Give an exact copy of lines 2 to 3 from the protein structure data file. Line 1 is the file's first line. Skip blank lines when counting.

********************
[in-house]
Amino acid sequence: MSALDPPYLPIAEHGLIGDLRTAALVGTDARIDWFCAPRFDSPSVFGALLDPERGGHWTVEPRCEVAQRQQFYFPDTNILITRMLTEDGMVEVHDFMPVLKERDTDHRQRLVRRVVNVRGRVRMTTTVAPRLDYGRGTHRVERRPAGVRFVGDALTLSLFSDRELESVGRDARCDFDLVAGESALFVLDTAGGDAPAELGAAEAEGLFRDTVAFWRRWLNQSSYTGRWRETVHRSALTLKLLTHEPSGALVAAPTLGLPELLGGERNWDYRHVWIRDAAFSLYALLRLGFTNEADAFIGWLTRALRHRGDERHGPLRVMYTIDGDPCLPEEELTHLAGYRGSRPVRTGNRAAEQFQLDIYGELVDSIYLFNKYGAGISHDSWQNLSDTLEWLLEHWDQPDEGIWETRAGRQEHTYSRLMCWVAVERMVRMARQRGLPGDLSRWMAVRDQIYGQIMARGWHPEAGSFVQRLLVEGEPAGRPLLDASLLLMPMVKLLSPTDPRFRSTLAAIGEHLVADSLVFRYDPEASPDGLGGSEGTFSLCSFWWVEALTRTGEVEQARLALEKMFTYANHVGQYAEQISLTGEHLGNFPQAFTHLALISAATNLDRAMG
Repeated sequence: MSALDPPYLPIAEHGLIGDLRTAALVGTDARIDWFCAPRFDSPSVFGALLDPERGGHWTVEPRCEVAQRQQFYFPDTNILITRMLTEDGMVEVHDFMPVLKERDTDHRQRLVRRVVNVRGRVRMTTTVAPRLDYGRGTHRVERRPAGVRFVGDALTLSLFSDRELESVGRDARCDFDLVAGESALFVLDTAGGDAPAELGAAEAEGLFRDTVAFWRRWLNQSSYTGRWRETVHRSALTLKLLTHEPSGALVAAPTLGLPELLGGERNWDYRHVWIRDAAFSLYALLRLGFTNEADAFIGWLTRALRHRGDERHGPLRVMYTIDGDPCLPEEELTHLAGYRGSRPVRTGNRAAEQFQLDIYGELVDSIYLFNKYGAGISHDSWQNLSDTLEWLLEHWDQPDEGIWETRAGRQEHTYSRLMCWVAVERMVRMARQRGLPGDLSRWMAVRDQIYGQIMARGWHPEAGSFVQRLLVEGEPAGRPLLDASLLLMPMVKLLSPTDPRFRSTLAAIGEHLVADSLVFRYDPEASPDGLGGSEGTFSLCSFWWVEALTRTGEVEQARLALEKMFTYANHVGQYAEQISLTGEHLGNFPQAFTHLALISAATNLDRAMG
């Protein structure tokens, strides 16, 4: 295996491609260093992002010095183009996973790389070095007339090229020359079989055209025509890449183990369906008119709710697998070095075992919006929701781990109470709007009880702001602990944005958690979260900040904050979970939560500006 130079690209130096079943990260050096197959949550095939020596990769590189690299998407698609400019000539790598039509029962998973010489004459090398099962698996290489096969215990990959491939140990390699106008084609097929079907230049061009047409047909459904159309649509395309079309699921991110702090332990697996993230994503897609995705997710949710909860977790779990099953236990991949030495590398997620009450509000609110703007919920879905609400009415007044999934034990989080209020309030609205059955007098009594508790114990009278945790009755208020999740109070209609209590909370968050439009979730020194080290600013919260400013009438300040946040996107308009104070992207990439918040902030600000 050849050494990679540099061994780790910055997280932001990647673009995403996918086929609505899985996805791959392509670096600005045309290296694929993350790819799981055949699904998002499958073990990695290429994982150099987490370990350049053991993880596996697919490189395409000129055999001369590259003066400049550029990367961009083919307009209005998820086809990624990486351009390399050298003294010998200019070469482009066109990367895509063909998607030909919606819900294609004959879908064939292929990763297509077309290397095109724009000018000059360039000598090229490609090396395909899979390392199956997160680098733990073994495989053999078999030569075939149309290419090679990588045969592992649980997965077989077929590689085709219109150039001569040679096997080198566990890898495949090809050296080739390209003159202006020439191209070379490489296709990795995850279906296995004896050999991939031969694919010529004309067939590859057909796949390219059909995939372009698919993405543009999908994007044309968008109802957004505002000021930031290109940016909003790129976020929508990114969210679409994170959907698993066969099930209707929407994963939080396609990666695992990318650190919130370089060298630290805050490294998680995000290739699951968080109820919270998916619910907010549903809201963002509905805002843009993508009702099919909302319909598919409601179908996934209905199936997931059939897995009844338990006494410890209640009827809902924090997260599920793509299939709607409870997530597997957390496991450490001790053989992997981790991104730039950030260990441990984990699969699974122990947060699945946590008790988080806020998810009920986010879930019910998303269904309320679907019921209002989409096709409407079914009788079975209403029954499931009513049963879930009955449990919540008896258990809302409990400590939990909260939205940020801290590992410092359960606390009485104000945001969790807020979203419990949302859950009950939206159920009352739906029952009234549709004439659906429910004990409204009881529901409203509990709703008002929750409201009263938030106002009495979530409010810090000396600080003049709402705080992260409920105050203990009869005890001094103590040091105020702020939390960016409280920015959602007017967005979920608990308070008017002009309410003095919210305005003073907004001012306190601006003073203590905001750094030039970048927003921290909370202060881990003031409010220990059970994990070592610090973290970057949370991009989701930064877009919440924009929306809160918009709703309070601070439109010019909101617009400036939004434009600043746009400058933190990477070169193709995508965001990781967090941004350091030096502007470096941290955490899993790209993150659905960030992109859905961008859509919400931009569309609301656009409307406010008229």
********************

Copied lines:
Amino acid sequence: MSALDPPYLPIAEHGLIGDLRTAALVGTDARIDWFCAPRFDSPSVFGALLDPERGGHWTVEPRCEVAQRQQFYFPDTNILITRMLTEDGMVEVHDFMPVLKERDTDHRQRLVRRVVNVRGRVRMTTTVAPRLDYGRGTHRVERRPAGVRFVGDALTLSLFSDRELESVGRDARCDFDLVAGESALFVLDTAGGDAPAELGAAEAEGLFRDTVAFWRRWLNQSSYTGRWRETVHRSALTLKLLTHEPSGALVAAPTLGLPELLGGERNWDYRHVWIRDAAFSLYALLRLGFTNEADAFIGWLTRALRHRGDERHGPLRVMYTIDGDPCLPEEELTHLAGYRGSRPVRTGNRAAEQFQLDIYGELVDSIYLFNKYGAGISHDSWQNLSDTLEWLLEHWDQPDEGIWETRAGRQEHTYSRLMCWVAVERMVRMARQRGLPGDLSRWMAVRDQIYGQIMARGWHPEAGSFVQRLLVEGEPAGRPLLDASLLLMPMVKLLSPTDPRFRSTLAAIGEHLVADSLVFRYDPEASPDGLGGSEGTFSLCSFWWVEALTRTGEVEQARLALEKMFTYANHVGQYAEQISLTGEHLGNFPQAFTHLALISAATNLDRAMG
Repeated sequence: MSALDPPYLPIAEHGLIGDLRTAALVGTDARIDWFCAPRFDSPSVFGALLDPERGGHWTVEPRCEVAQRQQFYFPDTNILITRMLTEDGMVEVHDFMPVLKERDTDHRQRLVRRVVNVRGRVRMTTTVAPRLDYGRGTHRVERRPAGVRFVGDALTLSLFSDRELESVGRDARCDFDLVAGESALFVLDTAGGDAPAELGAAEAEGLFRDTVAFWRRWLNQSSYTGRWRETVHRSALTLKLLTHEPSGALVAAPTLGLPELLGGERNWDYRHVWIRDAAFSLYALLRLGFTNEADAFIGWLTRALRHRGDERHGPLRVMYTIDGDPCLPEEELTHLAGYRGSRPVRTGNRAAEQFQLDIYGELVDSIYLFNKYGAGISHDSWQNLSDTLEWLLEHWDQPDEGIWETRAGRQEHTYSRLMCWVAVERMVRMARQRGLPGDLSRWMAVRDQIYGQIMARGWHPEAGSFVQRLLVEGEPAGRPLLDASLLLMPMVKLLSPTDPRFRSTLAAIGEHLVADSLVFRYDPEASPDGLGGSEGTFSLCSFWWVEALTRTGEVEQARLALEKMFTYANHVGQYAEQISLTGEHLGNFPQAFTHLALISAATNLDRAMG